Our morning of jamming and bread making. This is what happens when the Smokers find a sale of Strawberries for $1/lb.
Last Sunday we hosted a pasta and pie night with a few friends from Regent. It was a good deal. Basically, we invited them over to make the food for us! I did not get any pictures of the actual eating. We were busy.
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First jam of the year! Mmm, strawberries. (I’m also way behind in my pictures. This is from a month ago.)
This Easter weekend, Anna, Siobhan’s sister, came to visit from Calgary. We made pizza and walked to the beach, as you can see above. The sisters also went window shopping on Granville Island and in Gastown, while in the evenings we played games and watched a movie or show. Sio and I also celebrated Easter Sunday at the Sidell’s, along with a bunch of other Regent folk, for brunch and an Easter Egg hunt, while Anna visited friends and their new baby. You’ll have to imagine those parts of the weekend.
Hope everyone else’s Easter weekend was as enjoyable as ours.
Christians, of course, cannot escape the reality of evil in the world, even if they wanted to. As people who are also subject to the suffering and sin that characterize a fallen order, we cannot alway slook away or live in denial of evil. We are called to discipleship in the middle of this suffering world, not somewhere on the edges where we might feel safe. And since art inevitably reflects this fallen ordre, even—or we should say, especially—good art will include elements that are ugly, painful, or erotic. These are part of the truth about reality that is the raw material of artistic production. Indeed, I believe we can go farther. It is sometimes in an encounter with the darkest art that we are challenged to rethink some of our glib conclusions. It may be when we see the human situation at its most hopeless that we can see more clearly how hope is constructed (or lost).
Garden update: Our tomatoes are happily sprouted and transplanted to a garden box. We’re keeping the box inside until the weather gets a little warmer, but once spring gives the go ahead we’re all ready to mount the box on the fire escape railing. As you can see, our pepper plant is vigorously producing fruit as well.
Meanwhile, the parsley is just beginning to poke its sleepy head out, although there’s still no sign of the chives, cilantro and oregano. Probably for the best. We wouldn’t have the room if they all started at once!
I’m on second reading break right now, and we took advantage of this coinciding with some days off Siobhan got due to a slow week at work by going to see my parents on Vancouver Island. There wasn’t much to photograph as it was a very relaxing trip (i.e., lots of photos of us reading, eating, chatting and playing Ticket to Ride), but we did venture out once, braving the tumultuous spring weather on a nice walk down the Cable Bay Trail to Dodd Narrows.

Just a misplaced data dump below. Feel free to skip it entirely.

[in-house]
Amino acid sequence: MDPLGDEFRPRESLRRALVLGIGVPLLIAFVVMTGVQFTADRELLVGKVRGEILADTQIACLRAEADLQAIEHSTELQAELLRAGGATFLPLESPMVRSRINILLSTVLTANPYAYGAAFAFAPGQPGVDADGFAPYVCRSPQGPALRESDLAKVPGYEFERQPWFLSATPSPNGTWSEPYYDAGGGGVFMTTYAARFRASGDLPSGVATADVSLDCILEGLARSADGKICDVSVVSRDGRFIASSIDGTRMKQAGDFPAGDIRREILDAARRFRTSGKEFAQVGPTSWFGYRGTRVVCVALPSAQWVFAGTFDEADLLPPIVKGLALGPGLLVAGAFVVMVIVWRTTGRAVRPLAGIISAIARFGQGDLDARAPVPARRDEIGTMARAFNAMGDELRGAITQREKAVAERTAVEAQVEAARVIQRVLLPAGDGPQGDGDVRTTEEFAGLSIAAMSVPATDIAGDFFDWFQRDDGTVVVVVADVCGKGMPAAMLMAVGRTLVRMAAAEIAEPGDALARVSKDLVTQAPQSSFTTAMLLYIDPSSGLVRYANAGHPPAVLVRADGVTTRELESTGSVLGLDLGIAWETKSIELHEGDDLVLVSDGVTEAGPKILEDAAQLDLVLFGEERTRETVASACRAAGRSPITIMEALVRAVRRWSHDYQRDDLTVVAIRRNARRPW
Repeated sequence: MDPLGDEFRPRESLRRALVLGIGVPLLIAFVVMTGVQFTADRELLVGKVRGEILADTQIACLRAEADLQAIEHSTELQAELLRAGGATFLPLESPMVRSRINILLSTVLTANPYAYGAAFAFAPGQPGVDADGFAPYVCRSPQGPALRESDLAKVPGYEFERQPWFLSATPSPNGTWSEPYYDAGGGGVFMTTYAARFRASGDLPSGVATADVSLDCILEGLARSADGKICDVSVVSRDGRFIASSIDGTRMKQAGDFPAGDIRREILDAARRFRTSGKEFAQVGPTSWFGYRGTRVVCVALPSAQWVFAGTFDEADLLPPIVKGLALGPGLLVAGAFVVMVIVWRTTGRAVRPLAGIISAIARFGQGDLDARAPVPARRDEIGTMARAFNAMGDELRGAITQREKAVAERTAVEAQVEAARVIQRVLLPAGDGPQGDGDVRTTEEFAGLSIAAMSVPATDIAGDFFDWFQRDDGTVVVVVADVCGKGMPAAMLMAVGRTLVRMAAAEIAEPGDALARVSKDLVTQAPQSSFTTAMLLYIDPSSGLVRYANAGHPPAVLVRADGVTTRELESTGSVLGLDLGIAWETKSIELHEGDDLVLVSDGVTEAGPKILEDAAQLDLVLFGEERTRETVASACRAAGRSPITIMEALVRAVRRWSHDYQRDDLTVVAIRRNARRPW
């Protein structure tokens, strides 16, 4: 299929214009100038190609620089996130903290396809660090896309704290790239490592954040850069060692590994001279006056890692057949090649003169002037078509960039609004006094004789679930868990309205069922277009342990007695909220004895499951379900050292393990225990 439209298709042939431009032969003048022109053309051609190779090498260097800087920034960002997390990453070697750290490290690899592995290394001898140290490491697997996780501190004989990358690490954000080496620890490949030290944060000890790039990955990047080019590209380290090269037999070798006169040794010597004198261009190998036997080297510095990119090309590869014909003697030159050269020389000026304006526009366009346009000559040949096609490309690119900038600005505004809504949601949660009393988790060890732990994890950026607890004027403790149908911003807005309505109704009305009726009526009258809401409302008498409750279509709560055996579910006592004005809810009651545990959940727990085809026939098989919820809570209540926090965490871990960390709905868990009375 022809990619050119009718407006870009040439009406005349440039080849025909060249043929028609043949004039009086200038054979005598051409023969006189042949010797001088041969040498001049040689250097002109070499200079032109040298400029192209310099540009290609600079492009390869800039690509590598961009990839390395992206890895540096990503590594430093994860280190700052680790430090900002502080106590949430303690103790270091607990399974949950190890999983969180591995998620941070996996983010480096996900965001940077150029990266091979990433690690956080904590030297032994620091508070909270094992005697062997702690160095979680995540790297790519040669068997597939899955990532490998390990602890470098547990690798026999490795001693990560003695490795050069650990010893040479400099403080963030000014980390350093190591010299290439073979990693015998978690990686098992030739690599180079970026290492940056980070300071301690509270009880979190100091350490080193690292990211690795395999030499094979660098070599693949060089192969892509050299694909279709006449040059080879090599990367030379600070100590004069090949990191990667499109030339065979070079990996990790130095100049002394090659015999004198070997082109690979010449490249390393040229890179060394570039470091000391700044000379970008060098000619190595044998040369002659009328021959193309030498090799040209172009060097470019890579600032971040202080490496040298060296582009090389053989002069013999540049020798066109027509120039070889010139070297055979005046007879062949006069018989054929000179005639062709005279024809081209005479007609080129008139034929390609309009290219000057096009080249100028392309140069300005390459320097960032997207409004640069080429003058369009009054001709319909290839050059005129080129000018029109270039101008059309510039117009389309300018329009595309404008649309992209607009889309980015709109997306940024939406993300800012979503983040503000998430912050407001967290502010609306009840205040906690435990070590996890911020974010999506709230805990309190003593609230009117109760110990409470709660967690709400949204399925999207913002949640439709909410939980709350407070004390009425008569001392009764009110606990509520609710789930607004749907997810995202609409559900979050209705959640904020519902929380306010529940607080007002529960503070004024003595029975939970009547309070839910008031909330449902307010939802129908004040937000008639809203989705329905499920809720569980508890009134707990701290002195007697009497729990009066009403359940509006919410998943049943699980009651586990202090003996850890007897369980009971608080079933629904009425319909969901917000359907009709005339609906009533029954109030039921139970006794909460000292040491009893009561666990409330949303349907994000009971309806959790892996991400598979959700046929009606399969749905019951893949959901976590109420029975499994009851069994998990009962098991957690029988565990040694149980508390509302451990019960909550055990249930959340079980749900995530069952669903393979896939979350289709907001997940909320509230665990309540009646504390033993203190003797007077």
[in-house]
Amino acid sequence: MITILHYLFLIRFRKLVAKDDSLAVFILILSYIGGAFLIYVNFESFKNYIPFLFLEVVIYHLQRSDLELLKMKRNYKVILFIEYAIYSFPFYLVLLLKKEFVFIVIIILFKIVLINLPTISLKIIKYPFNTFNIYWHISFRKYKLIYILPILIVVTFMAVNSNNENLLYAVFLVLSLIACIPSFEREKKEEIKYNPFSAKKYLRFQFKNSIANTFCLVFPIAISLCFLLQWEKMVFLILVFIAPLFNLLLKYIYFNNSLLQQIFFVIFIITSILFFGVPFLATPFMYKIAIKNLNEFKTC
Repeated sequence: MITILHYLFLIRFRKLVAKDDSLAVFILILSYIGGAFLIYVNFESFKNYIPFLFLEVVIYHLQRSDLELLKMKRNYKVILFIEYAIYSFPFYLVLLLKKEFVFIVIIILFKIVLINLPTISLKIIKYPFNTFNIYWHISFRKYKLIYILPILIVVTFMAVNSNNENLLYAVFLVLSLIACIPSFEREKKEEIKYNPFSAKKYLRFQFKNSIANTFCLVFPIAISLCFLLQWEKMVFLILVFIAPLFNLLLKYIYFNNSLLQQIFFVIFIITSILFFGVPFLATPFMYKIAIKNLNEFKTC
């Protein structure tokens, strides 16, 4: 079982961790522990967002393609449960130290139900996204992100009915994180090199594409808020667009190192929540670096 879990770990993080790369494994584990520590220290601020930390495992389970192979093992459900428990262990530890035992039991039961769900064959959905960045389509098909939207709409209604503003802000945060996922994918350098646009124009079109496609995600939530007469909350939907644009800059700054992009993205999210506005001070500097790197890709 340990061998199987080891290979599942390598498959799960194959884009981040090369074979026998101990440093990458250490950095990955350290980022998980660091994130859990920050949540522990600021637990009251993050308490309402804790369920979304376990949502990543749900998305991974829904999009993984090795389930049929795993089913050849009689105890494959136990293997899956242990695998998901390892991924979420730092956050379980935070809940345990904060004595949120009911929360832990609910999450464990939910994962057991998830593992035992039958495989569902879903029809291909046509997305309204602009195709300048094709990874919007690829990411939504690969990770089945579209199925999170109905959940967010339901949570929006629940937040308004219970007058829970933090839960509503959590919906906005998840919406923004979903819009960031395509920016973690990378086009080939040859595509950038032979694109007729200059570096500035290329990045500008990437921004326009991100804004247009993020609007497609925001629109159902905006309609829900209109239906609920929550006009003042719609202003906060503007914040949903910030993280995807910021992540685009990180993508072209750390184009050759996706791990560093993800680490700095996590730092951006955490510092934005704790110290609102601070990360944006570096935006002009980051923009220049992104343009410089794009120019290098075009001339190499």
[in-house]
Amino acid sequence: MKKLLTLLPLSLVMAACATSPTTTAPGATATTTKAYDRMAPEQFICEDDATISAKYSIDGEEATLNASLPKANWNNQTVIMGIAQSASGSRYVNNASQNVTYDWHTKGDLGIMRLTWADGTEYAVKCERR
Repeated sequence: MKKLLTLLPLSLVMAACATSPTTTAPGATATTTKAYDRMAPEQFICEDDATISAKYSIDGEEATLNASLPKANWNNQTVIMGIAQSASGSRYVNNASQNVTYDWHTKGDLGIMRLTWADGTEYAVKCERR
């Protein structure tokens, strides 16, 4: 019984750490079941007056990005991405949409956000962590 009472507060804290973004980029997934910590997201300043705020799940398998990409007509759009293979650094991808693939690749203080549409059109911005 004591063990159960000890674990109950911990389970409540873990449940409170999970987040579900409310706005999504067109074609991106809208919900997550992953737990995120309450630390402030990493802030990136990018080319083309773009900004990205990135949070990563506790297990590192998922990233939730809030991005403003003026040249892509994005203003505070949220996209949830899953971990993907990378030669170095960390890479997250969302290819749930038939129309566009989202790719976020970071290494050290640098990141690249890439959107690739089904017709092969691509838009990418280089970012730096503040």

Today was very exciting. We got started on our garden. I went to a local gardening store near UBC and picked up some little seed starters and a second box to mount to our fire escape rail outside. Once home, I immediately went about planting our tomato, oregano, parsley, chives and cilantro. Will we have enough room for all of these in two garden boxes outdoors? Probably not. But I’m just excited for something to grow. I kept checking on the starters within a half hour after planting, just in case we got some weird mutant strain of tomato that started sprouting within 30 minutes. No such luck. Oh well, now we have something to look forward to. I other news, our pepper plant is finally growing peppers again, and Siobhan has been busy making a double batch of granola. Yum!
This past weekend we were invited to Loren and Mary-Ruth Wilkinson’s place on Hunterston Farm on Galiano Island, along with the rest of my CTC tutorial group. We were all amazed at how the Wilkinsons live, providing ample food and relaxed hospitality. It seemed that just about anything that came from a can/jar (tomatoes, jams, yogurt, green beans) or the freezer (shrimp) was grown or caught from right where they lived. We drooled over their kitchen and pantries. Also, just about every wall, in most rooms, was a bookshelf packed with well used books. These photos capture more of the outdoor beauty of Galiano, but I mean it when I say that what we experienced indoors inspired us even more.
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My sister keeps a pretty fantastic blog, and her last post was about lists for spring. Being her younger brother I was influenced, naturally, and began pestering Siobhan about what lists we could make for the spring. I like lists. I rarely accomplish everything on them, but they are fun to make. Brainstorming is inspiring.
Here’s what I’ve thought of so far:
1. Build a garden box for our fire escape. We already have one, but there’s room for a second.
2. Plant seeds in said garden boxes.
3. Get my bike fixed up. An important step for becoming a full-fledged Vancouverite, but I’d also enjoy something that got me outside and exercising.
4. Find some good berry picking spots. I know salmon/thimble/huckleberry season is a ways away, and blackberry season even further…spring and summer can’t get here soon enough.
5. Plan canning projects. This is more Siobhan’s item, but she has my enthusiastic support.
I think that’s fairly doable for now. Most of it centres around food, something not at all surprising to my family, I’m sure. Starting a garden has long been something both of us have wanted for a while now, and we finally have a (tiny) bit of space. So wish us luck in our growing and foraging, pray we don’t kill anything, and that we’ll soon have fruits to share with family and friends!
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